Diabetic Complications

Diabetic Complications

No one who has diabetes or loves someone with diabetes likes to think about complications.

However, it is important to learn about diabetic complications when living with diabetes or having a loved one who is diabetic. Prevention is key and I hope that you will join me in learning about diabetic complications. More information on complication will be shared here on my blog and on my IG posts.

In addition, I will list some steps we can take in order to protect our bodies long term. I want to note that I am NOT a diabetes educator but I am a diabetic (21 years) and an educator. I enjoy conducting experiments on my own body, researching diabetes, learning how to improve my health through movement and nutrition, and sharing this information with others. BUTTTTTT I will be completely honest with you, I have always felt uncomfortable reading about complications and I avoid it at all costs! Since I’ve had diabetes for so long, I think it’s important to finally take learning into my own hands, in order to be focused on prevention. Now that I explained some background- let’s begin!

What are diabetic complications?

Diabetic complications are problems that could arise in someone living with diabetes. They vary from person to person and can be either acute or chronic. Don’t read this post in fear, we are simply learning here. Have you heard that “some complications can be prevented and having complications isn’t inevitable” OR “even if you take care of yourself you could still have complications.” What’s the deal? Both are true… yes having good blood sugar control can delay or prevent complications. Still many people may do everything right, have good blood sugar management, and still develop complications.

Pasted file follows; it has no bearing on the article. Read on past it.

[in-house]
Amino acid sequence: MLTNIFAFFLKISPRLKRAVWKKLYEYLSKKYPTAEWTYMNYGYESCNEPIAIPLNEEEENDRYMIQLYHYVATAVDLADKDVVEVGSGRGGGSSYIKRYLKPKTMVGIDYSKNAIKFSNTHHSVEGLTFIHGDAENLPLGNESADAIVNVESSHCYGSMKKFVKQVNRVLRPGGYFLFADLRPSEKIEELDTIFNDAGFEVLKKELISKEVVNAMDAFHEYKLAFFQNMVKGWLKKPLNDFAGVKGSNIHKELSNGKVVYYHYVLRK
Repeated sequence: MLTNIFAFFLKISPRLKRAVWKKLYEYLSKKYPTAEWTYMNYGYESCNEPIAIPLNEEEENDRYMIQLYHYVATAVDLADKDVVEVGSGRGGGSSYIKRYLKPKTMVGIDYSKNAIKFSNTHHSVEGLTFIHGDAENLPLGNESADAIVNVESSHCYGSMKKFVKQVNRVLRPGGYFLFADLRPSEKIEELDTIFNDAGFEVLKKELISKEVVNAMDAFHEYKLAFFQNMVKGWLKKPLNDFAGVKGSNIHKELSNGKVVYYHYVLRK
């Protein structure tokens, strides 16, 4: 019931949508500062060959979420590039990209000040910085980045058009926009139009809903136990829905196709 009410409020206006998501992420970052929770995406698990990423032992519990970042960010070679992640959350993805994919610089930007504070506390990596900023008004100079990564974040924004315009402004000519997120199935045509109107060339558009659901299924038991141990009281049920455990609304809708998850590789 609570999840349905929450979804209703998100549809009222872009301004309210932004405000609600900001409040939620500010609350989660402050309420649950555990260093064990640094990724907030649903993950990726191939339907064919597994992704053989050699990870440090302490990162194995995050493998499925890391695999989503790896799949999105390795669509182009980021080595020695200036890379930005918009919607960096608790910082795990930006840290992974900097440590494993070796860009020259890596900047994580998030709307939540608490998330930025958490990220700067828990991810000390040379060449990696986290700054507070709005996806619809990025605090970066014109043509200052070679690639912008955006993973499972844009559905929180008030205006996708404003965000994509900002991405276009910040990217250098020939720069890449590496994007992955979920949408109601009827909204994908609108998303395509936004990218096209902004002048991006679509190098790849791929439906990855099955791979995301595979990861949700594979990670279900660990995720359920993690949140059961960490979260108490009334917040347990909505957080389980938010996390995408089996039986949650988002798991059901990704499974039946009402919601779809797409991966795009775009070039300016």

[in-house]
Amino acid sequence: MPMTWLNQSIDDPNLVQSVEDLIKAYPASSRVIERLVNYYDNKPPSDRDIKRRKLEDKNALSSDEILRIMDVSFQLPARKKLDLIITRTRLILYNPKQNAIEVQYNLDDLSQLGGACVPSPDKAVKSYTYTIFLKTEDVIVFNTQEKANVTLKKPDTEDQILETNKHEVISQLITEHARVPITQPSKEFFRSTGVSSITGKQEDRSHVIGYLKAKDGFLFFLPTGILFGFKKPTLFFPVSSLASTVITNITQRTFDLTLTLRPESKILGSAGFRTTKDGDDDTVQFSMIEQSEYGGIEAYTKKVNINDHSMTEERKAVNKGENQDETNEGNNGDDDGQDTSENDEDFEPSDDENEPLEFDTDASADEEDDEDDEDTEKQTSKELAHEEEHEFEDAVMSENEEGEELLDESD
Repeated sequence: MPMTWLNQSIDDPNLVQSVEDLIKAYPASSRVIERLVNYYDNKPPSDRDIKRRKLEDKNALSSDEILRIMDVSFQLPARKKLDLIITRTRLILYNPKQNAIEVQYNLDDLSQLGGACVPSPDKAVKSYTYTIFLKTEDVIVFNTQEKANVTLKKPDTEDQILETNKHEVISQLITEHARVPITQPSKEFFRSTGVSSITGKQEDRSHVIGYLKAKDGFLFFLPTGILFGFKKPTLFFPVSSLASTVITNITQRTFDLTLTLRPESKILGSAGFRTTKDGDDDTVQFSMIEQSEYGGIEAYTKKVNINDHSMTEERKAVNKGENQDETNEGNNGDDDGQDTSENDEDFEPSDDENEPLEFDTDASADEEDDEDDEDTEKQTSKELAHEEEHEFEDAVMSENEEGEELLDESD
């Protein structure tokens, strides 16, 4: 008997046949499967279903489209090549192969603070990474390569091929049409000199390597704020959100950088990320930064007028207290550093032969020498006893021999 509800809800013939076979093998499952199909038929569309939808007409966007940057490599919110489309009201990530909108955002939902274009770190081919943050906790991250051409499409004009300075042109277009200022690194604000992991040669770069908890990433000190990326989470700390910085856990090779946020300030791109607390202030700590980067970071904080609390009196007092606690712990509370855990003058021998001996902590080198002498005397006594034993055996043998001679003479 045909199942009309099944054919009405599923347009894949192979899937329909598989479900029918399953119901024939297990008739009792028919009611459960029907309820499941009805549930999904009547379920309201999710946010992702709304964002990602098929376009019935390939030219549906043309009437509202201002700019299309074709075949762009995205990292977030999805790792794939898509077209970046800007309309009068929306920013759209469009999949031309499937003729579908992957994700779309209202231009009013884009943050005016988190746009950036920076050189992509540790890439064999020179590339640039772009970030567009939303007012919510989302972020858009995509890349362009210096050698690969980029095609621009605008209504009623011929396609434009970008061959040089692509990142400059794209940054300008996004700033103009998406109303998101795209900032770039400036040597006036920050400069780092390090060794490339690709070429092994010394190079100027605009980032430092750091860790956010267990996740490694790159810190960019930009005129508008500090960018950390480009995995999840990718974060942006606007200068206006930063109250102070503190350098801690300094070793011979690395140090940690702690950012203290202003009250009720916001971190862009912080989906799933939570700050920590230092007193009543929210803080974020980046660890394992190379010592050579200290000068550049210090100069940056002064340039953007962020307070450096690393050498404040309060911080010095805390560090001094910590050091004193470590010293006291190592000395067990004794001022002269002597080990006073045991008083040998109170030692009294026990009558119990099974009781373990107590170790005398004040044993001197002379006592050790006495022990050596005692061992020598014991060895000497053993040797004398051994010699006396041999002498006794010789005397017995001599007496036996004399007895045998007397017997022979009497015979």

Common Complications

Complications is an umbrella term for nerve damage (neuropathy), kidney disease (nephropathy), diabetic ketoacidosis (DKA), heart disease or stroke, blindness or an array of eye issues (example-diabetic retinopathy), cardiovascular disease, amputations, high blood pressure, skin complications, and blood vessel damage. 

Prevention Toolkit Tip #1 

Think about all the technology and tools we are armed with today, we have a lot to work with! All of the tools we have can help us with blood sugar control, it’s just up to us to learn, experiment, and work hard day in and day out. Work with a diabetes care team, Endocrinologist, nutritionist or doctor to learn how to get your blood sugars in control. Also, always do your own research but take things online with a grain of salt. You may have to filter through many unreliable resources in order to find the good information. Take this tip, add it to your toolbox, and remember that knowledge is power!

 

Stephanie

 

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